This review of the golf at Gleneagles was written prior to the 2014 Ryder Cup. The course conditions are now much better than when we visited and I have re-written the conclusion to reflect a few changes!
Our trip to Gleneagles began with a sour note on the train. We arrived at the Gleneagles train station and the train door would not open. We frustratingly proceeded to the next station 30 minutes down the tracks at Dunblane. The conductor then got off the train and asked why we had missed our stop. Upon explaining the situation, he said that he had forgotten to tell us only the first two cars opened at Gleneagles due to a shorter platform (word to the wise: Be in those first few cars if going to Gleneagles). We took an expensive and long taxi back to the Gleneagles clubhouse. After such a hassle getting to the course, Matt and I had the same thought, “These courses better be pretty damn good.”
The clubhouse is a very impressive building with open fires, great food, and an even more impressive locker room. The men’s locker room had showers and a sauna available in addition to great seating and views. The starter was very knowledgeable and told us that we would enjoy the morning round on the Centenary Course, which held 2014 Ryder Cup.
The course was in horrendous condition. The first fairway had been verticut and sanded, which left the fairway very uneven and almost impossible to find a patch of grass to place your ball. The first green was in horrific shape. It appeared to have been badly infected with poana and then been killed off. This left thousands of small dead spots with no grass. The green had also been aerated and seemed to have never healed properly. This combination of aeration holes and dead spots created a terribly uneven putting surface rolling about a 4 on the Stimpmeter. To our dismay every single subsequent fairway and green were the exact same on the Centenary course. Below is one of the better greens we saw during the day.
It was a golfer’s nightmare. Fairways were so poor that it was impossible to draw a good lie. Greens were so poor that it was difficult to find footing let alone putt. Grounds crews were adding irrigation piping on many of the fairways. The constant presence of people in the fairways became annoying after a few holes.
A few enjoyable holes were able to lighten our mood and relieve the slowly building anger. The 9th was a visually impressive par 5. If the view hadn’t been obstructed by two massive New Holland tractors sanding the fairway with a small army of men brushing in the sand, it would have been better. The design of the Jack Nicklaus course left much to be desired.
The course has had to be redesigned and “touched up” multiple times in recent years. The sub-air system, similar to ones used at Augusta National Golf Club, were added to the greens of the Centenary course to help with drainage. The system is a set of pipes under greens that suck out excess moisture. Hopefully it will help. Very few holes stand out on the course and I am afraid that it will be a disappointing Ryder Cup venue. What the course lacks, the hotel and facilities will make up for with luxury.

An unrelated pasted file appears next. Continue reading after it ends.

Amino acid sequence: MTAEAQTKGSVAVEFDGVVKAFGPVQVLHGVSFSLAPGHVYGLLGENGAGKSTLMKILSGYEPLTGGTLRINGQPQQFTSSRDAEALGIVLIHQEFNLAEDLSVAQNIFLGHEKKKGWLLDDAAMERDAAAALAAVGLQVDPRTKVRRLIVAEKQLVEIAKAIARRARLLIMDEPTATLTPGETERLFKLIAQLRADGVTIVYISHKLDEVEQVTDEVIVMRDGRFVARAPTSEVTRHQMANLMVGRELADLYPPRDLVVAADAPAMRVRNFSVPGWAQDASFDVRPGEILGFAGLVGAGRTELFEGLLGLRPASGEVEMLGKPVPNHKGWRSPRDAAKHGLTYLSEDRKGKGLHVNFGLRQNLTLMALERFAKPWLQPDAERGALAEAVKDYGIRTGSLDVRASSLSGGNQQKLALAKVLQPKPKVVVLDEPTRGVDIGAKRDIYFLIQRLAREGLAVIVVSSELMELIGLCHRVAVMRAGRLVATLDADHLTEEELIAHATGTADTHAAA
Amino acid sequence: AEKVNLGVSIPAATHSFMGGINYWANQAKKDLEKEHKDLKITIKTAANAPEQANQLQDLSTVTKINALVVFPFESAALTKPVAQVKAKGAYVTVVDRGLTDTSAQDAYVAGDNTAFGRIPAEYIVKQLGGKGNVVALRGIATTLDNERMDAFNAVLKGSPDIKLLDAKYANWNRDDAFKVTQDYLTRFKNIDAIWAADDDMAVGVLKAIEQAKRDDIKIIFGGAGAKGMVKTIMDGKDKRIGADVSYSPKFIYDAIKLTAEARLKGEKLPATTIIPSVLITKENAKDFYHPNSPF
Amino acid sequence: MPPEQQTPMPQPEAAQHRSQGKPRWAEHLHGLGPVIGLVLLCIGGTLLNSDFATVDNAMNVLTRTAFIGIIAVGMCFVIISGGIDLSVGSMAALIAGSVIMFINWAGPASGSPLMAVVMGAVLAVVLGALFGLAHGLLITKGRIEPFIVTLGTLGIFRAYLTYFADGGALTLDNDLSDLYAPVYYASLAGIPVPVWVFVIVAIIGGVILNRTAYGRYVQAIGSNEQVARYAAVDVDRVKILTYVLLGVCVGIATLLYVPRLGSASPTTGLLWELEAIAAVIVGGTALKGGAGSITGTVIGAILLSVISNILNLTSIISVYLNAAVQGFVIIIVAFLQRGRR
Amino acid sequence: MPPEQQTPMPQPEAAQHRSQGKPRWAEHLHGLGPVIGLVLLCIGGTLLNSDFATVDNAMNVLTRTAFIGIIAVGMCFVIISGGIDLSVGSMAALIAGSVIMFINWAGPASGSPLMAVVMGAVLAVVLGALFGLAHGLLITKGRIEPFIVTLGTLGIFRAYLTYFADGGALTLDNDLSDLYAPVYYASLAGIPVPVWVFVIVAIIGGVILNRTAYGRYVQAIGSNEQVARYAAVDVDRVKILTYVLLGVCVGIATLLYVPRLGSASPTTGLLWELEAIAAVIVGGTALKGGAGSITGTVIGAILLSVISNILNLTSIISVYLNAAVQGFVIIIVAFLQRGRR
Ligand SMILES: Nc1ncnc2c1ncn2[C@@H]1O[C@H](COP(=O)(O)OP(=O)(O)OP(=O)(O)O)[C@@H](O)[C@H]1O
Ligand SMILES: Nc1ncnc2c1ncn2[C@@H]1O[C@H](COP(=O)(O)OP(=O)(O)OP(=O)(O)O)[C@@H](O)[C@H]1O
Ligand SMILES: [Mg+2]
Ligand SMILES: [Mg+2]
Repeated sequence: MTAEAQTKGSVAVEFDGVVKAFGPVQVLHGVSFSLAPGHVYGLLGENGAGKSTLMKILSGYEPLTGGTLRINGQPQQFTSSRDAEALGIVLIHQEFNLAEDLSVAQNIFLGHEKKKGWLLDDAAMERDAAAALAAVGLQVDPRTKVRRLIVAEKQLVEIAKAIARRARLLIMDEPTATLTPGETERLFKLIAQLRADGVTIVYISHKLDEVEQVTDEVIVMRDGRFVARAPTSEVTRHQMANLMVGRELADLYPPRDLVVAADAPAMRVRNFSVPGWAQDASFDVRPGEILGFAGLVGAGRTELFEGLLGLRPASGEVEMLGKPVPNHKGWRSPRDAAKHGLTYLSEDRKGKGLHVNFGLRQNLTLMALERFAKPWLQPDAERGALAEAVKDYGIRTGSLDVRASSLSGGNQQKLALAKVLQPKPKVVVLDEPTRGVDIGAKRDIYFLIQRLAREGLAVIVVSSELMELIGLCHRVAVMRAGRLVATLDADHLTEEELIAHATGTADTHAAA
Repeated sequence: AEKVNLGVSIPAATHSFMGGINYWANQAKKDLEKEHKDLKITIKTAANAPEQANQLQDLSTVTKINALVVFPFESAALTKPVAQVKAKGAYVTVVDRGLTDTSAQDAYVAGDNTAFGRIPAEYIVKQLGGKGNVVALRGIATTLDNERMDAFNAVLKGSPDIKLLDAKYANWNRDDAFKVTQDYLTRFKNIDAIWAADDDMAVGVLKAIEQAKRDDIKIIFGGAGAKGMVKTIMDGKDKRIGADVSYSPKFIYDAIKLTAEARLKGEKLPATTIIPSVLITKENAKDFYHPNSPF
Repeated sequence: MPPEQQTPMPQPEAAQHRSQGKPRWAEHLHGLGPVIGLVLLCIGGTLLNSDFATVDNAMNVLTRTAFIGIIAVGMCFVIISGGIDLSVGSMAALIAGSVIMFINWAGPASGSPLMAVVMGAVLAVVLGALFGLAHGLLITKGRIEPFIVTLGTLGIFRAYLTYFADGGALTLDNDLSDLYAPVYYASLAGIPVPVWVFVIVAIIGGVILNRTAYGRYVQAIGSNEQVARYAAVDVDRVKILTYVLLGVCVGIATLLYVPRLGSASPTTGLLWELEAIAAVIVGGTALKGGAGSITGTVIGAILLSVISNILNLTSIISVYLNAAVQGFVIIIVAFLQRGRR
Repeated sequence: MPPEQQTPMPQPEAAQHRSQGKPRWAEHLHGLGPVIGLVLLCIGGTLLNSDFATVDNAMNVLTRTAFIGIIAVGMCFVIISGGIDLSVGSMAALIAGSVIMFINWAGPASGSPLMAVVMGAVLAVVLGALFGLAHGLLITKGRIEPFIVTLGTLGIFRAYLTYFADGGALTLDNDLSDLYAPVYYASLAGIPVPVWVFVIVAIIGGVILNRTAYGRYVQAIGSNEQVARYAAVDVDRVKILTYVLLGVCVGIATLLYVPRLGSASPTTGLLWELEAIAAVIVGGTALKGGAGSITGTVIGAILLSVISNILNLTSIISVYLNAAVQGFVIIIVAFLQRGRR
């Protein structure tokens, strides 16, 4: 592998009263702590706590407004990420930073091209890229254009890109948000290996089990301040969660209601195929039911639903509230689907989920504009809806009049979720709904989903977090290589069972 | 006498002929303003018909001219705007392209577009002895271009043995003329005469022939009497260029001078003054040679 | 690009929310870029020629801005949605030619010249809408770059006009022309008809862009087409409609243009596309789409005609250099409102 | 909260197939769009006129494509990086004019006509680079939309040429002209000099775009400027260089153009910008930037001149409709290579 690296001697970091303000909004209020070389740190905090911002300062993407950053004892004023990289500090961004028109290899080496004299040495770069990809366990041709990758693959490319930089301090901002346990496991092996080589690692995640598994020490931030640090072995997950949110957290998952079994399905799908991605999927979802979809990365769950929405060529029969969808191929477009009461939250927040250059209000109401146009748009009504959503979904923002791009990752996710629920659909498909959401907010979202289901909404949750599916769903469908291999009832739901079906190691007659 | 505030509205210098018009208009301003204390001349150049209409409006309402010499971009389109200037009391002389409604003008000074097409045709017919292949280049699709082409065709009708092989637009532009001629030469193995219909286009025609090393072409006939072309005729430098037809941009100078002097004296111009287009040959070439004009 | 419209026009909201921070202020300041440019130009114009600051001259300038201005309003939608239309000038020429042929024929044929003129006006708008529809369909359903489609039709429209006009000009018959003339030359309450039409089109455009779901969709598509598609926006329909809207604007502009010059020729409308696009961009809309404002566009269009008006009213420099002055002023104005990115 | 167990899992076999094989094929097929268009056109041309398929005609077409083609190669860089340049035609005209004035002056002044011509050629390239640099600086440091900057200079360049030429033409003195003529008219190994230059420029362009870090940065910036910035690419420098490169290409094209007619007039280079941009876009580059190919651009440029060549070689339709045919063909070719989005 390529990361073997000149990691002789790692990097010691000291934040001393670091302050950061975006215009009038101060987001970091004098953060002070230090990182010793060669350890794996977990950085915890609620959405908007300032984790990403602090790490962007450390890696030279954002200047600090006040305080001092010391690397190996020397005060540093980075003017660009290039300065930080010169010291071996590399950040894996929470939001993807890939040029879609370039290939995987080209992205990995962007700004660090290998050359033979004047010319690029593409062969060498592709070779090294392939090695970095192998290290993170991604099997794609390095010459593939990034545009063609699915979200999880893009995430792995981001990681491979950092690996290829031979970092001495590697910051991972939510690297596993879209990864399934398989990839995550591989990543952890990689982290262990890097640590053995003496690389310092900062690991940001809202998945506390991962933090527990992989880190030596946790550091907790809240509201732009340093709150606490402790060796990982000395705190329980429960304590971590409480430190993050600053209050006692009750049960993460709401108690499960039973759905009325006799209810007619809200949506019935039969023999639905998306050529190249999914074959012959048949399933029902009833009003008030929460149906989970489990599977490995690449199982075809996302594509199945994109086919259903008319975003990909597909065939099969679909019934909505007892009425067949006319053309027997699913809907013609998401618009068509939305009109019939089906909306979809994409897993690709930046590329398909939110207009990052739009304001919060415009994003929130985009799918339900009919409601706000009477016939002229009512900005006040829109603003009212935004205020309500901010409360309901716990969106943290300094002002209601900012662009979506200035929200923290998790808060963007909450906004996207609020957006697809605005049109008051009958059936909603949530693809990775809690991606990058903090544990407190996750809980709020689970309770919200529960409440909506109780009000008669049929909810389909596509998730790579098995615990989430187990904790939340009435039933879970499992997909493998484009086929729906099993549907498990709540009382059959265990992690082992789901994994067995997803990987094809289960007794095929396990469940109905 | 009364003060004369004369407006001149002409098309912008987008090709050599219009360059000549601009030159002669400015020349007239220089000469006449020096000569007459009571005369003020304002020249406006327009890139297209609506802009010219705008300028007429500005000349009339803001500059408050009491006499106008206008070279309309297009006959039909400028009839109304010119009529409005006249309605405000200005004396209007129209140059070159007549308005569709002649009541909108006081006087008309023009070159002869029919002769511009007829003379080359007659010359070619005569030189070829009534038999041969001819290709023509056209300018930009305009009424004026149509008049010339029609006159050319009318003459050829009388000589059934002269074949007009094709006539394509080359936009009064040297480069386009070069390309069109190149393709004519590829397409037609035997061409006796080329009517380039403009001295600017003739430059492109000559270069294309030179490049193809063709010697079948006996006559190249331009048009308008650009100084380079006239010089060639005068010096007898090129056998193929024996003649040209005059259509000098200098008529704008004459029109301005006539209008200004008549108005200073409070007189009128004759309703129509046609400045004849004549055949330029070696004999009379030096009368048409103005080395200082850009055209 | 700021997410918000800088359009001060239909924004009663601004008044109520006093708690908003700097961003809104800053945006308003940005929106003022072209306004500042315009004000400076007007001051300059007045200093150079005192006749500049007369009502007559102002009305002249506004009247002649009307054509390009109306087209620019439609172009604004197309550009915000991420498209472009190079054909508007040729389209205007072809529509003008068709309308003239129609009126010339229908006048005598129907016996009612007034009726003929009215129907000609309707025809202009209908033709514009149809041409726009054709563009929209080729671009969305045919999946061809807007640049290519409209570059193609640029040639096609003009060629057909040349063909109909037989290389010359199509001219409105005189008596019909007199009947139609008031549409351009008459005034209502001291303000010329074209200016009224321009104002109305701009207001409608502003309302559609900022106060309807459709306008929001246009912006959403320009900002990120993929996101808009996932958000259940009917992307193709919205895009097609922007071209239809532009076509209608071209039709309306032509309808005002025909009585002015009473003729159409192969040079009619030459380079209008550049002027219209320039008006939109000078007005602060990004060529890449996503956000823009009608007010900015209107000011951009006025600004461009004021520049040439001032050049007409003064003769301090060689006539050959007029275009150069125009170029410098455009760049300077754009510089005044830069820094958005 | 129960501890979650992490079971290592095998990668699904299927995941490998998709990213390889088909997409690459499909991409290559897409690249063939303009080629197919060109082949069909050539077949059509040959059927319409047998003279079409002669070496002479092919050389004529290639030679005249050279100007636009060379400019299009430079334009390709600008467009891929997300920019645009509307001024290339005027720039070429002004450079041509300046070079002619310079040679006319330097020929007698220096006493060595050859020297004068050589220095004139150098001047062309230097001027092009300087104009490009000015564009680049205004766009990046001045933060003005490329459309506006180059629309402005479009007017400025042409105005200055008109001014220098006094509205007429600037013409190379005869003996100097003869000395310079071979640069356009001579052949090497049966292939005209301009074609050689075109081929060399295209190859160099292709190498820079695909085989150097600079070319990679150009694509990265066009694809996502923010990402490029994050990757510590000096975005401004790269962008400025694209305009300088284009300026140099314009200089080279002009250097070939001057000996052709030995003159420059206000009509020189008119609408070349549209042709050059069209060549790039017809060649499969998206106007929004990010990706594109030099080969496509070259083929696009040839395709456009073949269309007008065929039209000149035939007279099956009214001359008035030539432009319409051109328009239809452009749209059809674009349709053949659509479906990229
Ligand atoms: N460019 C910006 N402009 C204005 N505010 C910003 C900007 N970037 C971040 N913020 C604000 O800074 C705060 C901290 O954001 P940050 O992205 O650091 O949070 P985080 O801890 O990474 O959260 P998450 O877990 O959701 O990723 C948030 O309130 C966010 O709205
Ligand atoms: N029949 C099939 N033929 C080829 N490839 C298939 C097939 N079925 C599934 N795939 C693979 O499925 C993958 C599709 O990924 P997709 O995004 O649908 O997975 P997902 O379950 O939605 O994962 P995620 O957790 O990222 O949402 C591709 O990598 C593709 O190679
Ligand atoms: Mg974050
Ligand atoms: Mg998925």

The Gleneagles King’s course was in better condition, but had very slow greens. The par 68 course layout is genuinely fun. The James Braid layout features interesting green complexes and tests many different shots. The King’s course left a decent taste in our mouths after such a horrendous time on the Centenary course. The final holes of the King’s course had views of the visually impressive five star hotel. If only the golf had been similarly impressive.
None of the courses at Gleneagles won me over and, with so many great options in Scotland, I would go elsewhere to play my golf if it was a once-in-a-lifetime trip. That being said, the hotel is of the highest quality and luxury, so if you have a weekend getaway at Gleaneagles, go play the King’s or Queen’s courses.
Nearly a year after my initial visit to Gleaneagles, I went back to play the Queen’s course. It is another short, but fun design with small greens and some tough approach shots. Golfers have to think their way around the Queen’s course.
As I rewrite this conclusion four years after I initially published the post, I know that all three courses are now in much better condition. I also know that Gleaneagles is a great destination for those traveling with children or non-golfing partners. The resort is full of fun activities from hunting to Range Rover driving school. That being said, it still doesn’t make my suggested list for people on golf-specific trips. I hope to make it back to Gleneagles at some point, and who knows, maybe the place will grow on me over more rounds!
I played there in May. I don’t know if patrons will enjoy the tournament there. The course does not seem to flow for spectators to well. And the course is too american i think, i want to see a ryder cup on a links course in scotland. RED
Red, I agree with you. The course feels like a parkland course on which the USA would host a Ryder Cup. Also a good point with difficulty for patrons attending the event… It will be an interesting to see if there is criticism. The course really didn’t do it for me!
It is a real shame you had such a poor experience there. I used to work there and from my vast experience on playing on both the Kings and Queen’s I can vouch for their usual unrivaled quality and character, the PGA Centenary does get bad press but in my opinion it is still a very decent track and I am simply of the opinion there is no way a course in Scotland can feel or look American.